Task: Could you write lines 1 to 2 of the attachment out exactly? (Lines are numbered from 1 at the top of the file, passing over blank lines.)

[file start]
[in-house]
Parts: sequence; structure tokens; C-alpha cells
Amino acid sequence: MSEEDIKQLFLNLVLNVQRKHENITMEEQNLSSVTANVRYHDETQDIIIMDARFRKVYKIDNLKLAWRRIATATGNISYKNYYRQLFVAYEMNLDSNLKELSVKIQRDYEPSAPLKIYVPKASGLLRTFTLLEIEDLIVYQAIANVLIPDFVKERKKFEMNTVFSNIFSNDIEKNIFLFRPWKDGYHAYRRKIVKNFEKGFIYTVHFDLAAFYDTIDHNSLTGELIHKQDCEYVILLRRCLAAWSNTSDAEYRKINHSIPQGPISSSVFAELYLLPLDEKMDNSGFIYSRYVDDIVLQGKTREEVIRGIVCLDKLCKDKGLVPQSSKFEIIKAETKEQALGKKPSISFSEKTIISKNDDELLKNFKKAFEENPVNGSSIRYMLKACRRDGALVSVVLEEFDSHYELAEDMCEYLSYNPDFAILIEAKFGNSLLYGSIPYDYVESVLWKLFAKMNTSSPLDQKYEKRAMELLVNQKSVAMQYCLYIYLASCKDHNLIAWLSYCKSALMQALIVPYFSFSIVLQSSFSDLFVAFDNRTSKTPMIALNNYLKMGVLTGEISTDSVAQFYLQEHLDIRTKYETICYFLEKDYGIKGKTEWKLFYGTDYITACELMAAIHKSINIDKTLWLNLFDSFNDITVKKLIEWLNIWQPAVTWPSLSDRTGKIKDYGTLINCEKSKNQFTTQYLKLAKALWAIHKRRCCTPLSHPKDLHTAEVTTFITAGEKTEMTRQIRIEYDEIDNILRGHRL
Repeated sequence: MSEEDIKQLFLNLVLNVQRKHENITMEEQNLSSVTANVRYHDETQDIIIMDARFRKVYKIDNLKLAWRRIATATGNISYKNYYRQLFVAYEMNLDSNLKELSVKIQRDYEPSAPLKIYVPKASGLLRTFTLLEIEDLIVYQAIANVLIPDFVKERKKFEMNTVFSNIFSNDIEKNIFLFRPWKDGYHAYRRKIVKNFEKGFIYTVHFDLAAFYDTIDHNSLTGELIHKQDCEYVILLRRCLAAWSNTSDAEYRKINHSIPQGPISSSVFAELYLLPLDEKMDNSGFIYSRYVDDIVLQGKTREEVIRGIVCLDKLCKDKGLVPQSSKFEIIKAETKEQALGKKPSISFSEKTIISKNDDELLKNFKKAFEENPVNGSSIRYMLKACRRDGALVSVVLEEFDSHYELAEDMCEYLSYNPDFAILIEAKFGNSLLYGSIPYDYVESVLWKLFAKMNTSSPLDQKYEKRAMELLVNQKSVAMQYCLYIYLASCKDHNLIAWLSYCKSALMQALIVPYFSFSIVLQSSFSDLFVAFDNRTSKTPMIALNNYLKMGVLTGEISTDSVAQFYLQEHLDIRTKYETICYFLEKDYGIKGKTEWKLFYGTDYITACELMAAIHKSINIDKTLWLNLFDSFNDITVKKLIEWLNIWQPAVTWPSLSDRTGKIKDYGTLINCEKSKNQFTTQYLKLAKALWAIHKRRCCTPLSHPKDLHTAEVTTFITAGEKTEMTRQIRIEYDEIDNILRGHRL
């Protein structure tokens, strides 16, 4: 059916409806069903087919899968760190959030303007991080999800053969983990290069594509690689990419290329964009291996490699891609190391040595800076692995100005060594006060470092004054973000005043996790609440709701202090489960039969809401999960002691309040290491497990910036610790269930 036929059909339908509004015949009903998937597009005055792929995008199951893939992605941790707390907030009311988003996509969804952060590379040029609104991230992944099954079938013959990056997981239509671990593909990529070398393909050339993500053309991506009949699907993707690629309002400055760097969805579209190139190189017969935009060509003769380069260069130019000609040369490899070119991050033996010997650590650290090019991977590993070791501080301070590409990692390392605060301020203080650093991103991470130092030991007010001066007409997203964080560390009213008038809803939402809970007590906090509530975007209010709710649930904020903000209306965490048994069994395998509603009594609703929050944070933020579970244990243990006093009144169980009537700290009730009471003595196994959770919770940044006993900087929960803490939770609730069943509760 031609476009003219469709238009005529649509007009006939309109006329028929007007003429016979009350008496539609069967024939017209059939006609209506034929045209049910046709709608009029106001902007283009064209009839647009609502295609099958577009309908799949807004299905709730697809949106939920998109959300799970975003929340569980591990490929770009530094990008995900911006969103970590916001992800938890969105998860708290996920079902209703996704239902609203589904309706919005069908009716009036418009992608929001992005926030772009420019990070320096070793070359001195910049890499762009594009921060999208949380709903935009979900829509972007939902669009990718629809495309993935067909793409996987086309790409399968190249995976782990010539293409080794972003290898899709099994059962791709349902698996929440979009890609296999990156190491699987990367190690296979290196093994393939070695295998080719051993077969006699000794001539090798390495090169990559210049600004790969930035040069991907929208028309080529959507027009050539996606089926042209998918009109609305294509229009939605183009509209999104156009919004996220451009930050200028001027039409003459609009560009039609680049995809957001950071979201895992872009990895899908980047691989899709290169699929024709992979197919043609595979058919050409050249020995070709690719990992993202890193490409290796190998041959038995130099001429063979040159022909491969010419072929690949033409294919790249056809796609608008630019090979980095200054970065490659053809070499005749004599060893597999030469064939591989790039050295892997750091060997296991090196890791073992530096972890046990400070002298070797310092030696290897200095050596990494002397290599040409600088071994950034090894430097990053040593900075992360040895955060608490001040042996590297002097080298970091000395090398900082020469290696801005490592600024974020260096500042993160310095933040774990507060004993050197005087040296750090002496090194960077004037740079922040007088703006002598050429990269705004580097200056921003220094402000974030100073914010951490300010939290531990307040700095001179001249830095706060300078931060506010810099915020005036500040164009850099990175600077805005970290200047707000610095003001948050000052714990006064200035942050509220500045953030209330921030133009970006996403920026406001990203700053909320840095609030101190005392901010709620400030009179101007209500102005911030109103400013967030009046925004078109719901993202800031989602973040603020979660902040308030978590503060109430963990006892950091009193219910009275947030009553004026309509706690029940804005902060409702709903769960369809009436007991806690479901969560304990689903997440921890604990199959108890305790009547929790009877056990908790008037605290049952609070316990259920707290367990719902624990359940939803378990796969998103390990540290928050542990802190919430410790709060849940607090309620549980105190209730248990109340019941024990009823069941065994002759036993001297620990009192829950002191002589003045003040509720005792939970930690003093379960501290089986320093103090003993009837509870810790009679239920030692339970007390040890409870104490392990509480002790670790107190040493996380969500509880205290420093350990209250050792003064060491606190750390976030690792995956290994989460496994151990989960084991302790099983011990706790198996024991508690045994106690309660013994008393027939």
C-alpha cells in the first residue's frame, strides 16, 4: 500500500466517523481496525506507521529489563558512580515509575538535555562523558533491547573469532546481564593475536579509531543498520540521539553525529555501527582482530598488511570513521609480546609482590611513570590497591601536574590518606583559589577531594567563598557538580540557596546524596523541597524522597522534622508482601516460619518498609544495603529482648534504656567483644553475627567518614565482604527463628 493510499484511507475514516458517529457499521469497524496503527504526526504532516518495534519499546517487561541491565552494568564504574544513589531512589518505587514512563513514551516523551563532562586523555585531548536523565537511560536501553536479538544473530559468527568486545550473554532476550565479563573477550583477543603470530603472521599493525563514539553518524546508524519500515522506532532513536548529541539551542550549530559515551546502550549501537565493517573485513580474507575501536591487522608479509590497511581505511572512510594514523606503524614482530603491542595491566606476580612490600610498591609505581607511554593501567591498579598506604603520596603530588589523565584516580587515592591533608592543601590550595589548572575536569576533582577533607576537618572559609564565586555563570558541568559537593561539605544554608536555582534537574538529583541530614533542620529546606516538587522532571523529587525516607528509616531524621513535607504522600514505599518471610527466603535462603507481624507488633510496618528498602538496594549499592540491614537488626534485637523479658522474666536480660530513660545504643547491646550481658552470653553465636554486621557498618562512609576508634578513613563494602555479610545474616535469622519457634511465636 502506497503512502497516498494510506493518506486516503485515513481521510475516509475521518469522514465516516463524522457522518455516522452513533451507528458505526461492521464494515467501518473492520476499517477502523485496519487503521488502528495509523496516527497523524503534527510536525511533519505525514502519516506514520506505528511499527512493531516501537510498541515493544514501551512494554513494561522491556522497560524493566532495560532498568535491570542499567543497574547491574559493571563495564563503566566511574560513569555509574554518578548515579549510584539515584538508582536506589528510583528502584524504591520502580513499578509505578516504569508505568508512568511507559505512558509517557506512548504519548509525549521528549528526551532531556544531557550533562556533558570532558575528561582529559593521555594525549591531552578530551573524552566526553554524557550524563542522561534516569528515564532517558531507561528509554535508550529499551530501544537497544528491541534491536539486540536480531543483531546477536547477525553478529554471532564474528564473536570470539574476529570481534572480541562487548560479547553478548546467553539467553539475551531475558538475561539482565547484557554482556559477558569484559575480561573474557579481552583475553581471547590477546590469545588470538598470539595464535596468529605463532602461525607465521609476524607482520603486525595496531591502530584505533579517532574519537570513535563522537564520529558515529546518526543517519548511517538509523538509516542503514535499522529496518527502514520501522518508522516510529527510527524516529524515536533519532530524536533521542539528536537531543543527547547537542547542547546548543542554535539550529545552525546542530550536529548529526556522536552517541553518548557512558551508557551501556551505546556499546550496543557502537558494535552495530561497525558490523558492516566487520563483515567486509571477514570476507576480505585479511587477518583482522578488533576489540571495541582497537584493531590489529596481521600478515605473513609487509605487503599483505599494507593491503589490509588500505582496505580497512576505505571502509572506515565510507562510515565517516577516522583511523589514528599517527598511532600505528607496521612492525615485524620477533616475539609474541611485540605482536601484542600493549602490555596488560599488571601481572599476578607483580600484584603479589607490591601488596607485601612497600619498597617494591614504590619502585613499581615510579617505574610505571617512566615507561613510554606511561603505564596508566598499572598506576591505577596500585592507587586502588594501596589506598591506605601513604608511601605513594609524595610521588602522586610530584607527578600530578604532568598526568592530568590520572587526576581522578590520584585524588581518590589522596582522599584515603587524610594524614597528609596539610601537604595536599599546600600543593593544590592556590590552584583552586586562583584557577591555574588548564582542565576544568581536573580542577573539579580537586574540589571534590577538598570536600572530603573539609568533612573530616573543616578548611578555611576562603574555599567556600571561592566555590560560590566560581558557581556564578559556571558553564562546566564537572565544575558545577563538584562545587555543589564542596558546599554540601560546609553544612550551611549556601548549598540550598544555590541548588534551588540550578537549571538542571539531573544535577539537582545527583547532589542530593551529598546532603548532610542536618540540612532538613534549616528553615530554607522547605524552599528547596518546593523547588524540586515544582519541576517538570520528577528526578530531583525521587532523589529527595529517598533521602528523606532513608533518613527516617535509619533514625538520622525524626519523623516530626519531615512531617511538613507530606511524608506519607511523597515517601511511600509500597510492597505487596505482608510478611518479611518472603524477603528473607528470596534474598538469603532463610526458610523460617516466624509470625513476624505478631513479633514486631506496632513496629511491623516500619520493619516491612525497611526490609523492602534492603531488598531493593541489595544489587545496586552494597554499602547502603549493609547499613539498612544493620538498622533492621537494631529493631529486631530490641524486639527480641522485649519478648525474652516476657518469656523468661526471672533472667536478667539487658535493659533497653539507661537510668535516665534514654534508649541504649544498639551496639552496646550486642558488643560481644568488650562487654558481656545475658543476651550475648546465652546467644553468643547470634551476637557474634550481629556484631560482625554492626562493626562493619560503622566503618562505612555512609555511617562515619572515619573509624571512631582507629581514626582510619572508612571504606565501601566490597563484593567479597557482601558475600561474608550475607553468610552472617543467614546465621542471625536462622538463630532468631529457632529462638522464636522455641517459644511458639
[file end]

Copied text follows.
[in-house]
Parts: sequence; structure tokens; C-alpha cells